Thursday, January 18, 2007

Will the iPhone kill Internet sync, or will lack of Internet sync kill the iPhone?

Ed Bott: "The biggest missing piece in the iPhone is its ability to sync calendars and e-mail effortlessly."

I also liked Bott's additional comment in the voluminous comments to his post: "That cool phone is not so cool when you miss an urgent notification of a change in a meeting because you weren't able to sync up your calendar or get an e-mail message pushed to your phone. That's how business works in 2007."

Let the drumbeats of discontent grow. You can bet calendar sync over Cingular's network was something Cingular would love to have provided, because it would have consumed so many uber-profitable data minutes. Certainly Cingular has other phones it would like to sell you if you need that essential feature. Maybe it's just a way to get more customers in the store?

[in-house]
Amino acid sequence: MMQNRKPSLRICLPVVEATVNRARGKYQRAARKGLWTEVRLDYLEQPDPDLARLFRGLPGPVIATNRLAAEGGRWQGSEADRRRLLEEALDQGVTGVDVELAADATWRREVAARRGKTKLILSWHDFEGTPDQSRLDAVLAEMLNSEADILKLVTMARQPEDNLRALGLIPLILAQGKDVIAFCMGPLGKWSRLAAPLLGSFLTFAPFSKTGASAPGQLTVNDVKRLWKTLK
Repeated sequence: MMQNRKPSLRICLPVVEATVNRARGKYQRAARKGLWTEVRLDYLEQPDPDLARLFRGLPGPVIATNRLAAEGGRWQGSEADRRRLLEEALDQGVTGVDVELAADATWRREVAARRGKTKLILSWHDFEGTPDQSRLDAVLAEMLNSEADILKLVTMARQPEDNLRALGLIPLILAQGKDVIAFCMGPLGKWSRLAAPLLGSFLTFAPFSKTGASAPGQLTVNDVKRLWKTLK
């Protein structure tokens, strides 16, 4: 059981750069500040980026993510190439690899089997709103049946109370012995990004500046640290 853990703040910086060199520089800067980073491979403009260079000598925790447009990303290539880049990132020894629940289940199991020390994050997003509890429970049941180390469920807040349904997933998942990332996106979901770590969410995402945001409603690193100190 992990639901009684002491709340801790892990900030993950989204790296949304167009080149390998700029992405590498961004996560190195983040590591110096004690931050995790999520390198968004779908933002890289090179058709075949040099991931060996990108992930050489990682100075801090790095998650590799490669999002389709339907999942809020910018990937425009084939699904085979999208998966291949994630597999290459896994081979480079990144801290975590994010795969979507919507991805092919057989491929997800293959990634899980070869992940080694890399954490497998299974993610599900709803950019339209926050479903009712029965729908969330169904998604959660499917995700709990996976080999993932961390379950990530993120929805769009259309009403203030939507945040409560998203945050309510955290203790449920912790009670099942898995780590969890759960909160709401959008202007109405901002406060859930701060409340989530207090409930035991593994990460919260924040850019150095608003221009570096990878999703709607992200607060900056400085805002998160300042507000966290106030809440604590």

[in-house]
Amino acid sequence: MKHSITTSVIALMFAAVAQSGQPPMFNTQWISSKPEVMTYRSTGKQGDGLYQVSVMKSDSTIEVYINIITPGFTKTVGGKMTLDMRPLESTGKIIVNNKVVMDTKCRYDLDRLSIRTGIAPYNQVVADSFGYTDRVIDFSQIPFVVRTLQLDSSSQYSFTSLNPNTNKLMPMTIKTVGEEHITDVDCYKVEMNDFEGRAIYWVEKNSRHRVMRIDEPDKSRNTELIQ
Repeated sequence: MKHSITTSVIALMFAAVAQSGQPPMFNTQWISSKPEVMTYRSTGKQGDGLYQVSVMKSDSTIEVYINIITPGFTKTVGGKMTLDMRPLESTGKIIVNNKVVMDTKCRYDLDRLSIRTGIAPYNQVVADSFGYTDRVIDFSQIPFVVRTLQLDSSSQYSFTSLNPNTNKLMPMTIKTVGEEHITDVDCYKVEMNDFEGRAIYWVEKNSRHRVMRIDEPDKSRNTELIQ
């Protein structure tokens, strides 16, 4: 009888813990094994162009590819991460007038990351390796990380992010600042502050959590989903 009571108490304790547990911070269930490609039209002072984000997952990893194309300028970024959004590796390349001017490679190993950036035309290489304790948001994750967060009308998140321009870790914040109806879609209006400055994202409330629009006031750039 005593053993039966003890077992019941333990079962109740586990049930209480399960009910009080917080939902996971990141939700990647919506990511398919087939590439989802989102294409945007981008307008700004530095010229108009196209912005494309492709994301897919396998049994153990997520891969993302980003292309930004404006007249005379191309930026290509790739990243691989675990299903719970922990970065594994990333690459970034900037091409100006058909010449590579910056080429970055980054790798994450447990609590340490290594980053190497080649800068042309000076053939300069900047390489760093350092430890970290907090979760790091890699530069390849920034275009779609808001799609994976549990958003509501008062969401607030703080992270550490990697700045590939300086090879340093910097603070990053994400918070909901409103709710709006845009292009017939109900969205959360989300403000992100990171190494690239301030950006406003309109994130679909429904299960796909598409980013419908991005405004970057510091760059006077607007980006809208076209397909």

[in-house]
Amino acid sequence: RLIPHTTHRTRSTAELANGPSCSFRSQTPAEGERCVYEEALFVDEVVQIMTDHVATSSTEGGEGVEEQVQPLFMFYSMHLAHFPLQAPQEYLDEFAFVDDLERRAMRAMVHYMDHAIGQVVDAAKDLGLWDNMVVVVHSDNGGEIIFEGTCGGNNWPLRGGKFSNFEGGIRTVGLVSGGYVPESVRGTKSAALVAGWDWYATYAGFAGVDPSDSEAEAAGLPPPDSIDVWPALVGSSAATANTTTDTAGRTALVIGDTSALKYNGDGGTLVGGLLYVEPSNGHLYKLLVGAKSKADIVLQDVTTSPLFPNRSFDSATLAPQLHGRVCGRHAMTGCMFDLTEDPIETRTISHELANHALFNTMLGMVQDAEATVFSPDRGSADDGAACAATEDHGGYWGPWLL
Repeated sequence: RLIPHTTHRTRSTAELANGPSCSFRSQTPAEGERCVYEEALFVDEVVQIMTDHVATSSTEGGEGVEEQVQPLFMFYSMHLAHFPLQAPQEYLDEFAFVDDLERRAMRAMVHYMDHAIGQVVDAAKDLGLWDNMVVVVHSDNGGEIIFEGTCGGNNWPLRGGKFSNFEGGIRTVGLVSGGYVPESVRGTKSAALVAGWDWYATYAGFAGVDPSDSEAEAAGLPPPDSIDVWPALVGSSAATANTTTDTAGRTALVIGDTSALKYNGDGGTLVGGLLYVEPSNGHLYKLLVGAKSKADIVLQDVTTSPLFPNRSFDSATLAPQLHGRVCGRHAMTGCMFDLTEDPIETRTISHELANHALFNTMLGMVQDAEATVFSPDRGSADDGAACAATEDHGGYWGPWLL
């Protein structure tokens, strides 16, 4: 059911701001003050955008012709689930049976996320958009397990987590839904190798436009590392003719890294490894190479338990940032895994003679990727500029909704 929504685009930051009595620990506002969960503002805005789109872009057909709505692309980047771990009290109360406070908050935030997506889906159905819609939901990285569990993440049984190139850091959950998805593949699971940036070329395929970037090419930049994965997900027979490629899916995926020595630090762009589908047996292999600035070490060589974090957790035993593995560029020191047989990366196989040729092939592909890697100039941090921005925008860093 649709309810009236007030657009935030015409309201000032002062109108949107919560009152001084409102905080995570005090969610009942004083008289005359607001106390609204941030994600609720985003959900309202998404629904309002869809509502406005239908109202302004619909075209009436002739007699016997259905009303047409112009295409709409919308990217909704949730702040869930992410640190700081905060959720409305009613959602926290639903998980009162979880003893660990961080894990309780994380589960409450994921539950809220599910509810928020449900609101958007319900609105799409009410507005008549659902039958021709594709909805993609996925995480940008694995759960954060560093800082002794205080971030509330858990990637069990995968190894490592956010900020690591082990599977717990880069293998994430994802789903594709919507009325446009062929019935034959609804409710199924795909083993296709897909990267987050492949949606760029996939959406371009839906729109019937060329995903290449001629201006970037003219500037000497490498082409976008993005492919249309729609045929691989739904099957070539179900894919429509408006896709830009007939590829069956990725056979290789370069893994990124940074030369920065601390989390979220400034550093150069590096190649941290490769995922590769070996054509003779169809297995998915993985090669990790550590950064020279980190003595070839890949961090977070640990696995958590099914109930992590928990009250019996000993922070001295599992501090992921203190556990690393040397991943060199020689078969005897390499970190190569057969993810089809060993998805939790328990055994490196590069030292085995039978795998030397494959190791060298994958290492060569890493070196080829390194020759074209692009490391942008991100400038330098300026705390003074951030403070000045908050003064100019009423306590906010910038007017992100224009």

(Note: Apple's "push" email through Yahoo! indicates the email situation may not be as bad as the calendaring. Thus Apple's guilty of the general crime of not treating calendaring as seriously as email, which is why so many of us still arrange our calendars via grossly inefficient email.)


Scot McSweeney-Roberts said...

I think kill is too strong a word as I doubt that the iPhone is going to be sold as a business tool. I think Apple are going to sell it as a "Lifestyle" tool and are hoping that people will buy it regardless of the limitations it has compared to other phones in it's price range.

Anonymous said...

You are right, business use (corporate) has no chance. I'd love to use one for work but lack of on-air calendar and remote device erase makes this a no-go.
The "only syc thru itunes" to outlook is another example of irritating platform control. This is probably self- limiting and creating opportunities for competition to exist.

Anonymous said...

I'm still not sure why push email is such a big thing... just use a specially coded SMS message to trigger the phone to poll the server. Hardly rocket science.